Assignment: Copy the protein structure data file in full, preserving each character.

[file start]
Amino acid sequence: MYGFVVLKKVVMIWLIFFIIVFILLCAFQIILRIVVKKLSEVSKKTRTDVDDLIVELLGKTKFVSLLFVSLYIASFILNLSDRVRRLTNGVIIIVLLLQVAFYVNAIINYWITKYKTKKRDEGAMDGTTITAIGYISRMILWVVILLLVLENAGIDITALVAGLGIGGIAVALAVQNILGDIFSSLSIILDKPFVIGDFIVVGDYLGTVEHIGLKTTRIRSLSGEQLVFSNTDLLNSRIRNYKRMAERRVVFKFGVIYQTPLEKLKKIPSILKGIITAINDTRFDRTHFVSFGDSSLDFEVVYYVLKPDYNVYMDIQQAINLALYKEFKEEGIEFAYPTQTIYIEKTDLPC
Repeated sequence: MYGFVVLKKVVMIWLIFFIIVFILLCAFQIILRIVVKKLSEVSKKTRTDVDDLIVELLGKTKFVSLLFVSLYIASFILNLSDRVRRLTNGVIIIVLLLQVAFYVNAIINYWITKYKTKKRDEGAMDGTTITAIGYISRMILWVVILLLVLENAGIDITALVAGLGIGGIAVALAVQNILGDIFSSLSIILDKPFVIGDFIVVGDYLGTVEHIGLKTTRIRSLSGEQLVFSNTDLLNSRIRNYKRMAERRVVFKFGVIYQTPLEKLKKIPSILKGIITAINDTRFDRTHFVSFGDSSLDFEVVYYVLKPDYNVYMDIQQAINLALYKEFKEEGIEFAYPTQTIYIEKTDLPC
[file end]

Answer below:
Amino acid sequence: MYGFVVLKKVVMIWLIFFIIVFILLCAFQIILRIVVKKLSEVSKKTRTDVDDLIVELLGKTKFVSLLFVSLYIASFILNLSDRVRRLTNGVIIIVLLLQVAFYVNAIINYWITKYKTKKRDEGAMDGTTITAIGYISRMILWVVILLLVLENAGIDITALVAGLGIGGIAVALAVQNILGDIFSSLSIILDKPFVIGDFIVVGDYLGTVEHIGLKTTRIRSLSGEQLVFSNTDLLNSRIRNYKRMAERRVVFKFGVIYQTPLEKLKKIPSILKGIITAINDTRFDRTHFVSFGDSSLDFEVVYYVLKPDYNVYMDIQQAINLALYKEFKEEGIEFAYPTQTIYIEKTDLPC
Repeated sequence: MYGFVVLKKVVMIWLIFFIIVFILLCAFQIILRIVVKKLSEVSKKTRTDVDDLIVELLGKTKFVSLLFVSLYIASFILNLSDRVRRLTNGVIIIVLLLQVAFYVNAIINYWITKYKTKKRDEGAMDGTTITAIGYISRMILWVVILLLVLENAGIDITALVAGLGIGGIAVALAVQNILGDIFSSLSIILDKPFVIGDFIVVGDYLGTVEHIGLKTTRIRSLSGEQLVFSNTDLLNSRIRNYKRMAERRVVFKFGVIYQTPLEKLKKIPSILKGIITAINDTRFDRTHFVSFGDSSLDFEVVYYVLKPDYNVYMDIQQAINLALYKEFKEEGIEFAYPTQTIYIEKTDLPC